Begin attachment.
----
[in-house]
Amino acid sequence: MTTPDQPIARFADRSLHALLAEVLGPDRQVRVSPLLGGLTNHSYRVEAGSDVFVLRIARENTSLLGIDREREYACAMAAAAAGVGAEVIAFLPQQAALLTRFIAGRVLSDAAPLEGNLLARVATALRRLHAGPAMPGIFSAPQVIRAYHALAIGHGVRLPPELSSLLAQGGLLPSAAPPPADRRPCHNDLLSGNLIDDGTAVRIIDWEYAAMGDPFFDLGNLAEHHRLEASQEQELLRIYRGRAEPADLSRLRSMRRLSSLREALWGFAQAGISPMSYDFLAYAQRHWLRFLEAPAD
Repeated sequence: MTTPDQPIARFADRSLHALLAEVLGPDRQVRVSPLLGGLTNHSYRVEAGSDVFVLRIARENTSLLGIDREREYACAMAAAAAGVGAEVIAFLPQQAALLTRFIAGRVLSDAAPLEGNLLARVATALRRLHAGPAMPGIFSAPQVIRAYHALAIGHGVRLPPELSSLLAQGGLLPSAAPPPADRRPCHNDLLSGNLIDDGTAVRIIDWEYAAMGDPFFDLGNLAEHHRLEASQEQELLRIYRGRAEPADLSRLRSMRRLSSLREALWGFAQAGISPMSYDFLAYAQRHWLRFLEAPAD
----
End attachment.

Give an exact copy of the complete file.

[in-house]
Amino acid sequence: MTTPDQPIARFADRSLHALLAEVLGPDRQVRVSPLLGGLTNHSYRVEAGSDVFVLRIARENTSLLGIDREREYACAMAAAAAGVGAEVIAFLPQQAALLTRFIAGRVLSDAAPLEGNLLARVATALRRLHAGPAMPGIFSAPQVIRAYHALAIGHGVRLPPELSSLLAQGGLLPSAAPPPADRRPCHNDLLSGNLIDDGTAVRIIDWEYAAMGDPFFDLGNLAEHHRLEASQEQELLRIYRGRAEPADLSRLRSMRRLSSLREALWGFAQAGISPMSYDFLAYAQRHWLRFLEAPAD
Repeated sequence: MTTPDQPIARFADRSLHALLAEVLGPDRQVRVSPLLGGLTNHSYRVEAGSDVFVLRIARENTSLLGIDREREYACAMAAAAAGVGAEVIAFLPQQAALLTRFIAGRVLSDAAPLEGNLLARVATALRRLHAGPAMPGIFSAPQVIRAYHALAIGHGVRLPPELSSLLAQGGLLPSAAPPPADRRPCHNDLLSGNLIDDGTAVRIIDWEYAAMGDPFFDLGNLAEHHRLEASQEQELLRIYRGRAEPADLSRLRSMRRLSSLREALWGFAQAGISPMSYDFLAYAQRHWLRFLEAPAD